(Mark Kennedy’s article appeared in the News-Herald, 8/28; Photo: FILE – Theater’s line 45th Street in New York on May 13, 2020. As Broadway reopens this fall, proof of full vaccination are required for entry and masks are mandated while moving through the theater. (Photo by Evan Agostini/Invision/AP, File.)
NEW YORK (AP) — There’s a woman who has seen the play “Pass Over” multiple times in just a few days. She sat with the audience one night, returned another day to stand at the back of the theater and once stayed backstage for an entire performance.
She’s not exactly a super fan. Don’t get her wrong, Dr. Blythe Adamson loves the play. But she was searching for something more than a jolt of live theater — ways to lower the risks of COVID-19 transmission.
Adamson is tasked with making the August Wilson Theatre safer on both sides of the stage. She has climbed onto the roof to inspect the new HVAC ventilation system that brings in fresh air and put portable air filters around the building. She has talked to stage managers to understand the movement of people backstage and hung out in the lobby during shows to look for chokepoints. She once spent a performance loitering at the bathrooms to see how patrons could spread the virus.
“Bringing together more than a thousand people into one room during a pandemic, as an epidemiologist, is something that I would not endorse if I didn’t really believe that it can be done safely,” said Adamson, founder of Infectious Economics, which has helped develop protocols for the NBA, the fashion industry and retail stores.
Adamson is part of a new group crucial to Broadway’s reopening this season: Professionals grounded in science tasked with ensuring a COVID-19 free zone.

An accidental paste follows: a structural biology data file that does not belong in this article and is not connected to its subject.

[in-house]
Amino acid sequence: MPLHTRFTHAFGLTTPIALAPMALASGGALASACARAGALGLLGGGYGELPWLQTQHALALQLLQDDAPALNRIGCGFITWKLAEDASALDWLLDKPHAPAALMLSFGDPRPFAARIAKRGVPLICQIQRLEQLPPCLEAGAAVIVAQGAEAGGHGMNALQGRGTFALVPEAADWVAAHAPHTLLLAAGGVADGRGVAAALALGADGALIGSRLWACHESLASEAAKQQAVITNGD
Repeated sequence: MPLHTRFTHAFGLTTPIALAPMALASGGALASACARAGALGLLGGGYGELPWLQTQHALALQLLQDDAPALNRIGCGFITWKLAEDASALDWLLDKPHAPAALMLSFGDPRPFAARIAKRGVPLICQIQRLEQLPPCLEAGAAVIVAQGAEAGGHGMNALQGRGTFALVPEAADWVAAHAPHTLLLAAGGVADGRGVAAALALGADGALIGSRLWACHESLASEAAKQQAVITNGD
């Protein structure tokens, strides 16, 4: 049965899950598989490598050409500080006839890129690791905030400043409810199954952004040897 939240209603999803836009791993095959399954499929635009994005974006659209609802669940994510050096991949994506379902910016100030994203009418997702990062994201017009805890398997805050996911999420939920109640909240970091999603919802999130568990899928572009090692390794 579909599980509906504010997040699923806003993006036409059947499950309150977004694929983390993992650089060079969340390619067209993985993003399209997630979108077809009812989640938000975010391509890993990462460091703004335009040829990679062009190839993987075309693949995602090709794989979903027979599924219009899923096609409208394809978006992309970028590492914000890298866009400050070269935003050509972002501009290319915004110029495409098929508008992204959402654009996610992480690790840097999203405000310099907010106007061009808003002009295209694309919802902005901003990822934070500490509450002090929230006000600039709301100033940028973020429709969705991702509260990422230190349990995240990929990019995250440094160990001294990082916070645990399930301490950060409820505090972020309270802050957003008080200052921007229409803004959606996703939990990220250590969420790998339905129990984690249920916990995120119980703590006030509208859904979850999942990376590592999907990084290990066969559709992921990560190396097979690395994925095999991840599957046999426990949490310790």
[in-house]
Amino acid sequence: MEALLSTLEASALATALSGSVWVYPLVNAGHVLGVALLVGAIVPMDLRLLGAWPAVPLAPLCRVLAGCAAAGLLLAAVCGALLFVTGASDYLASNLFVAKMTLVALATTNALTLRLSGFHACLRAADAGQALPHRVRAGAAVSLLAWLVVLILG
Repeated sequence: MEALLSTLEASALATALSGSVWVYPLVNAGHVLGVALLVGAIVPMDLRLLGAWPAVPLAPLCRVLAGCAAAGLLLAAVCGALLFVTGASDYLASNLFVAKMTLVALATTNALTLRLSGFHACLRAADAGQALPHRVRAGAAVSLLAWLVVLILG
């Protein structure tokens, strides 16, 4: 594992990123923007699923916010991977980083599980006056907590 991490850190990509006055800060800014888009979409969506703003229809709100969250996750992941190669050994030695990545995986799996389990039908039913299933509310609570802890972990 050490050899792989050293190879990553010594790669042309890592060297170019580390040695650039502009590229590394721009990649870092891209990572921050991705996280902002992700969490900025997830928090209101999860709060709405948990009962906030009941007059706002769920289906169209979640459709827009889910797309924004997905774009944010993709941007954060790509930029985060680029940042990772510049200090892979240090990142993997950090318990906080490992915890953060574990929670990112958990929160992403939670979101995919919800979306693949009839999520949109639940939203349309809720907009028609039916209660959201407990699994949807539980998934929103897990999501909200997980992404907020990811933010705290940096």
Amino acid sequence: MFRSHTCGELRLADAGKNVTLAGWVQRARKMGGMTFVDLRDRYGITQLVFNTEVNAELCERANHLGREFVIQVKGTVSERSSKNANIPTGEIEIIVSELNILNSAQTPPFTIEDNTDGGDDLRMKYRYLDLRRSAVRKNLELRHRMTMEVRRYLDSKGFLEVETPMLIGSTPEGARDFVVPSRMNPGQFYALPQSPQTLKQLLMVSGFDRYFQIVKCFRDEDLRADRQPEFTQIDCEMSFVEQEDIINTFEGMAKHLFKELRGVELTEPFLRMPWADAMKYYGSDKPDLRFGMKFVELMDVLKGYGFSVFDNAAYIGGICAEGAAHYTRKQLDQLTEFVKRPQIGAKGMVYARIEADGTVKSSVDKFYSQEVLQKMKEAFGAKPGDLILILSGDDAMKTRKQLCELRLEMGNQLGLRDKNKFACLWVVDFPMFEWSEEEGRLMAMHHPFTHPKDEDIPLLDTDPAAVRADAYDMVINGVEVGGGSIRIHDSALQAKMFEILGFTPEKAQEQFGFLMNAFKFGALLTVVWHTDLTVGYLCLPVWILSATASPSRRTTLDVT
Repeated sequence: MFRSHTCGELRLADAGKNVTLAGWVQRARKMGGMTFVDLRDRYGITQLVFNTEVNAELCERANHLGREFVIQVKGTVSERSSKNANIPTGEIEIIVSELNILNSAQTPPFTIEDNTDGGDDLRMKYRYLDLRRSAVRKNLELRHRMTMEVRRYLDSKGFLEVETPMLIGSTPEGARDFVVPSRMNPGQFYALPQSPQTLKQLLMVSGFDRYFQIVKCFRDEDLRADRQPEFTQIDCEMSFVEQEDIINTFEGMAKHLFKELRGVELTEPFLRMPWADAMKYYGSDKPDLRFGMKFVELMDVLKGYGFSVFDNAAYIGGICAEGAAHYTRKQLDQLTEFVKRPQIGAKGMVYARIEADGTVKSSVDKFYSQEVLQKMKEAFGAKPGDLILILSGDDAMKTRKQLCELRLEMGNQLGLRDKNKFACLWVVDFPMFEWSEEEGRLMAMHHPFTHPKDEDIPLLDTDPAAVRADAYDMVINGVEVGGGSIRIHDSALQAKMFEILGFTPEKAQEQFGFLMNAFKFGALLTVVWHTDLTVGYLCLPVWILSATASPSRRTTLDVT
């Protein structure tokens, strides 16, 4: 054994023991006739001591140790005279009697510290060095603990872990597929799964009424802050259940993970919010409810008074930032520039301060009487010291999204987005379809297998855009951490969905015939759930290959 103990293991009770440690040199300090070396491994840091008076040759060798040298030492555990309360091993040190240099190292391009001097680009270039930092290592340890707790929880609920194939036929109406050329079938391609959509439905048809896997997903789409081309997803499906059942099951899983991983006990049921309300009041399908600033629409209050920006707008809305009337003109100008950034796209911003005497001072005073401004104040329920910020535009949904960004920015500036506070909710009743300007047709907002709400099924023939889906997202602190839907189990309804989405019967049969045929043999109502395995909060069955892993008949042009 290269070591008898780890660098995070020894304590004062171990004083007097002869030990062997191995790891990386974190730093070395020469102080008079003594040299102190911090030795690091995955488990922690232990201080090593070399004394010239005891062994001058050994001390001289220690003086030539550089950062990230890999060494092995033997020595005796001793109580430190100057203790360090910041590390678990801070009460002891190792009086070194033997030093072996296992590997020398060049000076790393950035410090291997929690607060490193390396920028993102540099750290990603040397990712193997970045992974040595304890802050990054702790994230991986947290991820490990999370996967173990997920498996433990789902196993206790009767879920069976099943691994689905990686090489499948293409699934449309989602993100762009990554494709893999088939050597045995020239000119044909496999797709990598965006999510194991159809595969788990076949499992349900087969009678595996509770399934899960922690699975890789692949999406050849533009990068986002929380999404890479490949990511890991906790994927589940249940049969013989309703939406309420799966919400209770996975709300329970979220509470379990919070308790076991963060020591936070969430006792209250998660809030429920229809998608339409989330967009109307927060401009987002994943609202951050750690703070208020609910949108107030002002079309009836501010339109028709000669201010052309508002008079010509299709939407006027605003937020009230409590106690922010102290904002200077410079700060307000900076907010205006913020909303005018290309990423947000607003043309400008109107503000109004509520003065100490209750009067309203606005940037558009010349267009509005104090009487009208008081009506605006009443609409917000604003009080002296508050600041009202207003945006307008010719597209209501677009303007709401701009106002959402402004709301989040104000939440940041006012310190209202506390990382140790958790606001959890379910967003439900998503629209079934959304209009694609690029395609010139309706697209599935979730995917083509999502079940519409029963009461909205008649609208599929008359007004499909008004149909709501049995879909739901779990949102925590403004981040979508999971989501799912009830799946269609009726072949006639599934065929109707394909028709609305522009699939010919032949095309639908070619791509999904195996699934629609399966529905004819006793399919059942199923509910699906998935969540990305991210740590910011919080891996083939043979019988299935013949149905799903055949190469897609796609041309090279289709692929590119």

“It’s all about reducing risk,” said Mimi Intagliata, director of production at Disney Theatrical Group who is in charge of its virus response. “We on Broadway aren’t going to get rid of COVID any more than anybody else. But it’s about reducing our risk so that we keep our folks as safe as we can and keep the show going.”
Air is now constantly circulating inside the August Wilson Theatre, thanks to the placement of portable air fans and air filters with MERV-13 or HEPA technology. Adamson cut the number of people who can go backstage and recommended PCR testing for COVID-19 for everyone, regardless of whether they are vaccinated. All workers now wear KN95 masks.
Adamson endorses a policy of layered solutions — multiple, overlapping efforts that currently is grounded on rigorous personal testing and air filters everywhere. It means listening to the latest science and changing protocols if necessary. It means bracing for the inevitable positive test result.